Chemical signature of first-generation star found

Some of the very first stars, seen in an artist’s rendition of a stellar birth cluster, might have been very massive. When the massive stars exploded, they would have sprinkled their neighbors with a unique blend of elements such as carbon, magnesium and iron.

National Astronomical Observatory of Japan

The chemical footprint of one of the first stars in the universe might be lurking in a nearby star. The star appears to have been polluted by the explosion of another star more than 100 times as massive as the sun, researchers report in the Aug. 22 Science.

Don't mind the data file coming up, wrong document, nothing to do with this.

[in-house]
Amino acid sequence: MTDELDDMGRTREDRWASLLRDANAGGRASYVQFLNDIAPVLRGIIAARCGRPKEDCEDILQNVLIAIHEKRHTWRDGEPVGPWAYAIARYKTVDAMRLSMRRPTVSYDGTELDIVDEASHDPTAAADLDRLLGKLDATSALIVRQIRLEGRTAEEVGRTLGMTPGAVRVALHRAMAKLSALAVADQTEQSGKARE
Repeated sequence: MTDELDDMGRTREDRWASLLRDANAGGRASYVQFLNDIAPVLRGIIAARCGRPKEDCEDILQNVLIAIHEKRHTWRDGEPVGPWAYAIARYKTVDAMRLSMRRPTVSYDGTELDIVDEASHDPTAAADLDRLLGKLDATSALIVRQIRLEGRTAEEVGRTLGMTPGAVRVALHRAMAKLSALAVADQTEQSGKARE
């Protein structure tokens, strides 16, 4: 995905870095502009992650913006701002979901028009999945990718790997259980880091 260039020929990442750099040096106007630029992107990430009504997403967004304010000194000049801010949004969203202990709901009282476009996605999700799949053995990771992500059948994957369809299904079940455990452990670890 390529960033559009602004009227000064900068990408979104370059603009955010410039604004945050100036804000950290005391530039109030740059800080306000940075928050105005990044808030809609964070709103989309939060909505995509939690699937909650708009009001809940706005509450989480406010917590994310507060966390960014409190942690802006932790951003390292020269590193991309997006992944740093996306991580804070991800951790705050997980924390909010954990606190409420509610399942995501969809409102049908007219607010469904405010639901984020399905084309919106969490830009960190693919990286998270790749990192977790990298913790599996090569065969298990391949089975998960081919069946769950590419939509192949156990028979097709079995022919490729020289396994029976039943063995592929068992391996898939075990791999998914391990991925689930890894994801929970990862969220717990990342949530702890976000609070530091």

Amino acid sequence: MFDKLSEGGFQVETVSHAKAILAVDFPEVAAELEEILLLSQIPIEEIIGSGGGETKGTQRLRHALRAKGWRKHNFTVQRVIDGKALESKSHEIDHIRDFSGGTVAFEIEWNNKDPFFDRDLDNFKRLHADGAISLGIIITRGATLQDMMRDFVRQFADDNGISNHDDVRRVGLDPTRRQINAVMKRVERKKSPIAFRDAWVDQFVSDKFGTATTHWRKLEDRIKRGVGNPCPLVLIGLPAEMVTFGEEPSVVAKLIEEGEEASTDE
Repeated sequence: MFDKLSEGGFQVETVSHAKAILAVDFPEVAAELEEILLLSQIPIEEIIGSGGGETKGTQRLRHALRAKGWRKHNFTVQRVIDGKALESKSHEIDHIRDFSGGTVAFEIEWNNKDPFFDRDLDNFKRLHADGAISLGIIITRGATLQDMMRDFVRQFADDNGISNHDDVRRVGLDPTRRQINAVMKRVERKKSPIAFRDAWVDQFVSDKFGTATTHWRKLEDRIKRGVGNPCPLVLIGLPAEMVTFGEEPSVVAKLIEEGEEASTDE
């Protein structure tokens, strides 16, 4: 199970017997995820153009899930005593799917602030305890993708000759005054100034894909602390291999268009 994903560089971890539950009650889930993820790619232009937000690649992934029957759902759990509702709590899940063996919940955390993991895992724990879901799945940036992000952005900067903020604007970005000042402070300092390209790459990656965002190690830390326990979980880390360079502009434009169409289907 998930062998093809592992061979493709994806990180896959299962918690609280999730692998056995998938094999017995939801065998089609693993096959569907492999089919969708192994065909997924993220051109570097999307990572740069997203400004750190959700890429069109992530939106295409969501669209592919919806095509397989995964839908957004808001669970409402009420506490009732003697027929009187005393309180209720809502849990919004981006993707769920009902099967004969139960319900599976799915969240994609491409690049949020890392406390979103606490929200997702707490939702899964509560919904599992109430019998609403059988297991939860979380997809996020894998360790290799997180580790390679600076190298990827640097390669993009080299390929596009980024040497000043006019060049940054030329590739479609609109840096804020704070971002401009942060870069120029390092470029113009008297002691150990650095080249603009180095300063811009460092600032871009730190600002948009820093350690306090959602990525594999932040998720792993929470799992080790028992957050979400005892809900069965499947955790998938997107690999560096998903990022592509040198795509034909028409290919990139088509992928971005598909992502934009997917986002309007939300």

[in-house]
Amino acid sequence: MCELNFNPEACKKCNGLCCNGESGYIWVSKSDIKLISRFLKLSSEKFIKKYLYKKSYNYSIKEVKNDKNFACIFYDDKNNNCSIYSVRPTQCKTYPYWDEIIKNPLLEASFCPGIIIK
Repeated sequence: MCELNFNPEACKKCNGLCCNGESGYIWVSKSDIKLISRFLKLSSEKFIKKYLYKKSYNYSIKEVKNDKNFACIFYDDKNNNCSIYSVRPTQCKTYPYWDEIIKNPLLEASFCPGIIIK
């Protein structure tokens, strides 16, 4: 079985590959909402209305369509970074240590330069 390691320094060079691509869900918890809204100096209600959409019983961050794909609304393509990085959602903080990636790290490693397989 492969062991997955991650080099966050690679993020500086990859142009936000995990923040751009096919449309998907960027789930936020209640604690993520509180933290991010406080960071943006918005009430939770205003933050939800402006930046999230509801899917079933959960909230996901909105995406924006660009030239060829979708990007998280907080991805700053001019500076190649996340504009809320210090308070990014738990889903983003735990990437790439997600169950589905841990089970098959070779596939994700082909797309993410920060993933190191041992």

Astronomers think that such massive stars might have been among the first generation of stars in the universe. If the nearby star, located in the direction of the constellation Cetus about 1,000 light-years away, witnessed a long-ago supernova, then it could provide a link to the first stars and the early universe.

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